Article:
The End of Village Democracy in China

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    Even the world’s largest autocracy is no stranger to democratic elections, at least on the local level: Beginning in the 1980s, the Chinese Communist Party (CCP) began promoting the direct election of village leaders across China’s nearly 700,000 administrative villages. Villages range in size from a few-hundred to a few-thousand people, and today accommodate 37 percent of China’s population. They are, per the constitution of the People’s Republic of China (PRC), autonomous, selfgoverning mass organizations in rural areas. Following the end of collective, state-run agriculture in the countryside in the early 1980s, the party hoped that elections would produce leaders capable of implementing its new economic-reform program, and fill a power vacuum created as the state retreated from economic management.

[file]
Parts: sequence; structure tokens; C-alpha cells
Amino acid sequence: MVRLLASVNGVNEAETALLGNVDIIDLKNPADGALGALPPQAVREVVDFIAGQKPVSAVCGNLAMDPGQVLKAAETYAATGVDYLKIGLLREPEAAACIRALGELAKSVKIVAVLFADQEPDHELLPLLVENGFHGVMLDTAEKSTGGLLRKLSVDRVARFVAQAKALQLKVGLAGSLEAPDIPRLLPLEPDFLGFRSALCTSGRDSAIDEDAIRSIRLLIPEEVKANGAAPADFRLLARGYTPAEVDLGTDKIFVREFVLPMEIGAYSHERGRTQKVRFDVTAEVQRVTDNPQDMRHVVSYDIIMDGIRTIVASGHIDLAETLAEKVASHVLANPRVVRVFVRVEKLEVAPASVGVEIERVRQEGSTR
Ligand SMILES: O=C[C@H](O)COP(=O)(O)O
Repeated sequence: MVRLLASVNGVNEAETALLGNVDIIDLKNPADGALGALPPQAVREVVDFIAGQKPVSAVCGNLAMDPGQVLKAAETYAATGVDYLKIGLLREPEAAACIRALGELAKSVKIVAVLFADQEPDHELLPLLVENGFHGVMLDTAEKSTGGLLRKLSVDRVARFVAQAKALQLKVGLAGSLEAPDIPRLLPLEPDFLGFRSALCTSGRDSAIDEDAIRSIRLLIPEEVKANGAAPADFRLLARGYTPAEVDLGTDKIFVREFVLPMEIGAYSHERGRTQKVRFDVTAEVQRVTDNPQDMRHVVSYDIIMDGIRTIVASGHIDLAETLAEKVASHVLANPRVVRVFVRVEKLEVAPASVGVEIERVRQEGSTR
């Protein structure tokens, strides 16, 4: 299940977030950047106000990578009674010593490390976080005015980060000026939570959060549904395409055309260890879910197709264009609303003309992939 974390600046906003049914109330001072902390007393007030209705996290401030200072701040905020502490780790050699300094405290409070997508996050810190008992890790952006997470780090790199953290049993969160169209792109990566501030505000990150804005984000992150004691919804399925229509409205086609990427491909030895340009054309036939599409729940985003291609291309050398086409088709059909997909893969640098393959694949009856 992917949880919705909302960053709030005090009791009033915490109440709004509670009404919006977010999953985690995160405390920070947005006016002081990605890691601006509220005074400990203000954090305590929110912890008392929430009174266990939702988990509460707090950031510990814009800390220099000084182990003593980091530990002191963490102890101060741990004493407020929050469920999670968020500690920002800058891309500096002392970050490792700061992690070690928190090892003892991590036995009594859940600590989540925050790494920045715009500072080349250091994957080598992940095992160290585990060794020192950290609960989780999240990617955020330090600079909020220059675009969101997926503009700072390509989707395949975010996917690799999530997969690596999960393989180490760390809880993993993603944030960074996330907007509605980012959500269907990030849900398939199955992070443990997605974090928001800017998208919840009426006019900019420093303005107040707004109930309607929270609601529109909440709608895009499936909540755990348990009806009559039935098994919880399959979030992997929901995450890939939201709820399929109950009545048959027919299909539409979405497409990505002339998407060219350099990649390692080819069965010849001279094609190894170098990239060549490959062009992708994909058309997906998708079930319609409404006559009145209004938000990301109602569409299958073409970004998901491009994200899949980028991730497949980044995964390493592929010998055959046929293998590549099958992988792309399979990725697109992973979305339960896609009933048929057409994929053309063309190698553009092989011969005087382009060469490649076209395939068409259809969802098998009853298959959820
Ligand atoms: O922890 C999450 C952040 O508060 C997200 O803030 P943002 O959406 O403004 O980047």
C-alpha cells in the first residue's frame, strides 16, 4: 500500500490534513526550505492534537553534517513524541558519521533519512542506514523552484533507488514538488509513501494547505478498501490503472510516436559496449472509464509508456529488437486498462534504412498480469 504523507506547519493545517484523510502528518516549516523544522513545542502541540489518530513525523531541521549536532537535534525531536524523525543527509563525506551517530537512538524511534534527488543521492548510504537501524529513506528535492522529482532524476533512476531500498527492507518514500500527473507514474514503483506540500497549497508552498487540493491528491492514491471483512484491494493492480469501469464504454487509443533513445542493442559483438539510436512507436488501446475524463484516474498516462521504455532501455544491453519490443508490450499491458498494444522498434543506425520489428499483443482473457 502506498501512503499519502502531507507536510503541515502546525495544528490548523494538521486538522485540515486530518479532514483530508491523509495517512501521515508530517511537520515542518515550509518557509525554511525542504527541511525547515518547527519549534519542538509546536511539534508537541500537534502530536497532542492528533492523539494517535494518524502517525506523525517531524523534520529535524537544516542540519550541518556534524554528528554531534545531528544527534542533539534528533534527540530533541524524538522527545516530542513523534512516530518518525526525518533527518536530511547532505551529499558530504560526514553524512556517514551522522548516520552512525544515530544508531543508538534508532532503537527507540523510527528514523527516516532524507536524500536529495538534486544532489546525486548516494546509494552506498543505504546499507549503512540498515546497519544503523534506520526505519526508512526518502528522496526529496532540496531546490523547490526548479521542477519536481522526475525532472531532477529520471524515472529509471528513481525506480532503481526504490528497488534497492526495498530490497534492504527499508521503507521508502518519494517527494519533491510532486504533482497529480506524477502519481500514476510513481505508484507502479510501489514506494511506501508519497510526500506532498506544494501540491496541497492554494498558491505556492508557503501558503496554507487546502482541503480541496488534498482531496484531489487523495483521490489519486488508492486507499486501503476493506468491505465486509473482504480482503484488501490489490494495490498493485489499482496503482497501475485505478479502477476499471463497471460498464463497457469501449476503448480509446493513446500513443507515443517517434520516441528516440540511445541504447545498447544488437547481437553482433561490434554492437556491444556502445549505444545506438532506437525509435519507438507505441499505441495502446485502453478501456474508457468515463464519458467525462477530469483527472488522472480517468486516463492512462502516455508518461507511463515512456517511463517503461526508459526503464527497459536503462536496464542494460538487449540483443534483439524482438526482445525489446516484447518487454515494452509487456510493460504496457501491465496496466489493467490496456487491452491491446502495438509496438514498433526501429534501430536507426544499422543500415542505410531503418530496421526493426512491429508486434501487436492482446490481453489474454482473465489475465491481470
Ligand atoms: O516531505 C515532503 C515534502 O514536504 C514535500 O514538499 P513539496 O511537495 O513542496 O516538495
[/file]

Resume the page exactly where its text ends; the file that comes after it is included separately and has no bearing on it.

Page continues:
Original languageEnglish
    Pages (from-to)62-76
    JournalJournal of Democracy
    Issue number3
    Publication statusPublished - 2023

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